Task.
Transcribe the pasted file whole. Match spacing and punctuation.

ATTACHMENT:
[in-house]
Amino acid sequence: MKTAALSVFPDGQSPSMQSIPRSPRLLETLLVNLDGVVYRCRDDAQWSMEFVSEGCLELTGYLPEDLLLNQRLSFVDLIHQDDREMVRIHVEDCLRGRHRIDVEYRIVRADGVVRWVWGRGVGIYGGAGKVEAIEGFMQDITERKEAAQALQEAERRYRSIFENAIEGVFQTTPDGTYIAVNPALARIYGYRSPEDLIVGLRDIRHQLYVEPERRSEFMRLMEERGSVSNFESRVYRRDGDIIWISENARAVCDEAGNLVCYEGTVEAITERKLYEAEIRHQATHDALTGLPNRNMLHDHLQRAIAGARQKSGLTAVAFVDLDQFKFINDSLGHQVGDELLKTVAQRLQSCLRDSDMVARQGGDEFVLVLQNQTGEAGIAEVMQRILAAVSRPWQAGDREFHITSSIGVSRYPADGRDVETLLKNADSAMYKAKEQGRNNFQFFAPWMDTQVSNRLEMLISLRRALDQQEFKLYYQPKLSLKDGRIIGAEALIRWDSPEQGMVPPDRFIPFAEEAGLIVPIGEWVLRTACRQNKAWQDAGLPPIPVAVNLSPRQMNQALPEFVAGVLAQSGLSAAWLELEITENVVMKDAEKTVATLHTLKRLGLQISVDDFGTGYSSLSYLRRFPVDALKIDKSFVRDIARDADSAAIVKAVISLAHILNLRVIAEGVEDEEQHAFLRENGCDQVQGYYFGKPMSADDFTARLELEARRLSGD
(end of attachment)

[in-house]
Amino acid sequence: MKTAALSVFPDGQSPSMQSIPRSPRLLETLLVNLDGVVYRCRDDAQWSMEFVSEGCLELTGYLPEDLLLNQRLSFVDLIHQDDREMVRIHVEDCLRGRHRIDVEYRIVRADGVVRWVWGRGVGIYGGAGKVEAIEGFMQDITERKEAAQALQEAERRYRSIFENAIEGVFQTTPDGTYIAVNPALARIYGYRSPEDLIVGLRDIRHQLYVEPERRSEFMRLMEERGSVSNFESRVYRRDGDIIWISENARAVCDEAGNLVCYEGTVEAITERKLYEAEIRHQATHDALTGLPNRNMLHDHLQRAIAGARQKSGLTAVAFVDLDQFKFINDSLGHQVGDELLKTVAQRLQSCLRDSDMVARQGGDEFVLVLQNQTGEAGIAEVMQRILAAVSRPWQAGDREFHITSSIGVSRYPADGRDVETLLKNADSAMYKAKEQGRNNFQFFAPWMDTQVSNRLEMLISLRRALDQQEFKLYYQPKLSLKDGRIIGAEALIRWDSPEQGMVPPDRFIPFAEEAGLIVPIGEWVLRTACRQNKAWQDAGLPPIPVAVNLSPRQMNQALPEFVAGVLAQSGLSAAWLELEITENVVMKDAEKTVATLHTLKRLGLQISVDDFGTGYSSLSYLRRFPVDALKIDKSFVRDIARDADSAAIVKAVISLAHILNLRVIAEGVEDEEQHAFLRENGCDQVQGYYFGKPMSADDFTARLELEARRLSGD